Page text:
We shall now proceed to examine the common doctrine called the fall of man, and to show the want of both scripture and reason for its support. Such language as the following; "before the fall, since the fall, the fall of man, in Adam's fall we sinned all," is common among christian people, and is so much used by authors and preachers that people in general suppose it to be Bible language, and feel confident that the scriptures justify such representations. But notwithstanding all that has been written and spoken on this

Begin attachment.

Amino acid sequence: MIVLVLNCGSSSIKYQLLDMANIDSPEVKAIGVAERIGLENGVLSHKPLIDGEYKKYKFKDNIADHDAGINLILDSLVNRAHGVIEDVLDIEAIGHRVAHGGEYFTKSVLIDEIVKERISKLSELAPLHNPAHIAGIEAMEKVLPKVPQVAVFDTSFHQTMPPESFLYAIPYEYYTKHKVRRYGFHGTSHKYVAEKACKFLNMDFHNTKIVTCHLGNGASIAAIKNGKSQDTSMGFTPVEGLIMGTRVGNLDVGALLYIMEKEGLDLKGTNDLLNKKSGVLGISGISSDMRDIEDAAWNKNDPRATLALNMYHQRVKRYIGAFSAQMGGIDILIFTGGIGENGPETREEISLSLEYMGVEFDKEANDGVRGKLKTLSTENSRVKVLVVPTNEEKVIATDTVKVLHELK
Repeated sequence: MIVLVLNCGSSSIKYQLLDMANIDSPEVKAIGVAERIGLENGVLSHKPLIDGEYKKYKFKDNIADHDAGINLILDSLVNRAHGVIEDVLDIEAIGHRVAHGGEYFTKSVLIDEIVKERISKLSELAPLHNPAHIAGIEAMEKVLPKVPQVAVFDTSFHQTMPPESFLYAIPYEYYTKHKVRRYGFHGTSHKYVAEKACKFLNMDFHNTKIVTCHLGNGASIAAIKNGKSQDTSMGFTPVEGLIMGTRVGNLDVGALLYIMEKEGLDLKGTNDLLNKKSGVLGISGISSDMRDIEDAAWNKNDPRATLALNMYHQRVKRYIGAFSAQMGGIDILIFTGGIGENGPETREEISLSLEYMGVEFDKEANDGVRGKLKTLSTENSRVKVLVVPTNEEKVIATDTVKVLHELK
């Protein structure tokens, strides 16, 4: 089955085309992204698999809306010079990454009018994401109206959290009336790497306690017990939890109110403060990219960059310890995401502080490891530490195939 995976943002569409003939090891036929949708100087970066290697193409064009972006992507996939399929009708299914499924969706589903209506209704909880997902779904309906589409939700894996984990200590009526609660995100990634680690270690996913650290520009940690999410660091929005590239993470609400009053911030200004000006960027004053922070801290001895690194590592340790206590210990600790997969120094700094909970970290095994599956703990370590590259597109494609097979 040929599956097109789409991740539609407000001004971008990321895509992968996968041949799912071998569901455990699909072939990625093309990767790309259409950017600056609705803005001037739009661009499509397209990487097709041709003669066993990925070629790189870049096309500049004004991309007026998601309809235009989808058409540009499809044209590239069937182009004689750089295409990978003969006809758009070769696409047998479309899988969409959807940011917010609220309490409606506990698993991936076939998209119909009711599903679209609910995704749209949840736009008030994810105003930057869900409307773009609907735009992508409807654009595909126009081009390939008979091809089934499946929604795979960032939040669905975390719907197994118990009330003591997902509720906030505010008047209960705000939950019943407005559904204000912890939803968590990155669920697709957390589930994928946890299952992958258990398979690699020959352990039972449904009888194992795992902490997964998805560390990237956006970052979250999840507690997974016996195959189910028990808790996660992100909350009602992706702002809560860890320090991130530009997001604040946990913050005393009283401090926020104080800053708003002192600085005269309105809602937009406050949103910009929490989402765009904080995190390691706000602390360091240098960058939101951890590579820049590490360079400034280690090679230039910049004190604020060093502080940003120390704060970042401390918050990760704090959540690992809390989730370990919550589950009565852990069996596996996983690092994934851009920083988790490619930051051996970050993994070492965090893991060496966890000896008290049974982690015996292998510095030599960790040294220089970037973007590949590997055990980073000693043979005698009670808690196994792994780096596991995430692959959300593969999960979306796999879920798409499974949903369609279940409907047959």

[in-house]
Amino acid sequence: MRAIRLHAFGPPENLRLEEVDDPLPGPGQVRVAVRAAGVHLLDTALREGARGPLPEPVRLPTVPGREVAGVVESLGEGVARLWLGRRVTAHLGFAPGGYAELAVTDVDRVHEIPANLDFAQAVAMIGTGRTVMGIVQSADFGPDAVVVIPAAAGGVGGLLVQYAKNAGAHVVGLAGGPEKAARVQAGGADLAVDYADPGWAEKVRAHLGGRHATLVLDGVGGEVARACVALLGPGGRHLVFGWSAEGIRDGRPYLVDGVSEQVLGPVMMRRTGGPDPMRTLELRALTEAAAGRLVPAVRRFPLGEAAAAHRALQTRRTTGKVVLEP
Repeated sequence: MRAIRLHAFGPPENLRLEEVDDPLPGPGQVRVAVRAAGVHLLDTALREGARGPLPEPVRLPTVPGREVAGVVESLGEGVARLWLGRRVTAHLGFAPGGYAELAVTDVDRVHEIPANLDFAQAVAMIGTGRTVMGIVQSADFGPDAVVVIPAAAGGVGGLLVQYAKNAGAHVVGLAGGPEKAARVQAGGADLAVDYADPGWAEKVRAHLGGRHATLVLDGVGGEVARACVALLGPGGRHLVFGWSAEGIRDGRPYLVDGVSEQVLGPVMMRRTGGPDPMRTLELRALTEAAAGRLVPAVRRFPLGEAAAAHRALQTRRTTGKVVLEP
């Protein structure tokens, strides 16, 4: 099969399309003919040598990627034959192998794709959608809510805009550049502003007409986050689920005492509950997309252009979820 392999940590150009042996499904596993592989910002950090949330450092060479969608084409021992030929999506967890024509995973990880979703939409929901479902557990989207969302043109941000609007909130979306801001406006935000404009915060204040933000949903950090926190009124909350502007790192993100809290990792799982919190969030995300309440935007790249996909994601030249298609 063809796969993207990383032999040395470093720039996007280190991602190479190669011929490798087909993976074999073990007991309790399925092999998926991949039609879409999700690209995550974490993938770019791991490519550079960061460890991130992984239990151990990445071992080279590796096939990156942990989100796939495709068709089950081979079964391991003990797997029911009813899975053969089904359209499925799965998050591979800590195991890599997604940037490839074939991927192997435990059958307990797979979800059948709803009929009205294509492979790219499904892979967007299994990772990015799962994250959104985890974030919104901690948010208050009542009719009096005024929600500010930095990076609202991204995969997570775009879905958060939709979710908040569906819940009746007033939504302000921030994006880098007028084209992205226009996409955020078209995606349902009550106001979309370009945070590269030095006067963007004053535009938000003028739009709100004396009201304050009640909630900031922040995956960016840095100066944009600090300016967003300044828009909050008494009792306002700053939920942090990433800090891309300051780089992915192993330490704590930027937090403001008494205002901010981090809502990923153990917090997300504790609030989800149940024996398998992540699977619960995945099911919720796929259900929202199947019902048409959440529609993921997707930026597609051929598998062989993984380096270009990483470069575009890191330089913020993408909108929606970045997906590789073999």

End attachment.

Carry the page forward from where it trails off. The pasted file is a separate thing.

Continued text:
subject, and without calling the sincerity of any in question, it seems necessary to inform the hearer that no such language was ever used by the lawgiver of Israel, the prophets who spake as they were moved by the Holy Ghost, the Lord Jesus, or his Apostles. We read nothing in the scriptures of Adam's falling from the state in which he was created, no more than we read of Cain's falling from the state in which he was created. We are informed that Adam ate of the forbidden fruit, and we are informed that Cain slew his brother, but we are not told that they did these things in one constitution of nature, and fell into another constitution by so doing. If Adam had not been constituted in an imperfect state how could he have sinned in that state? It is not supposed that Adam fell out of the state in which he was created before he sinned, therefore he must have sinned in the state in which he was formed of the dust of the ground. If he sinned in the state in which he was first formed, then it is evident that he was possessed of no perfection or holiness that secured him against sin. What alteration was there effected in the constitution of Adam by what is called the fall? It seems according to the account given in Genesis, that Adam was not very dissimilar to men in all ages of the world; he was led into sin by his companion. She who was formed and given to Adam for a help-meet was the means of leading him into sin ; and how many thousands in all ages of the world have been led into sin by this kind blessing of heaven! Nor does it appear from any account we have in scripture, that Adam was any more inflexible than his posterity in general. We have no account of his withstanding strong temptations for a long time; it seems the first temptation was successful. If we should carefully compare the conduct of Adam with what we read of Joseph, candor would conclude at once in favor of the latter. The former did sin, but Joseph did not. But here we should do great injustice if we should contend that there was such a difference in the constitutions of the two as to produce the difference which appears in their conduct; for this difference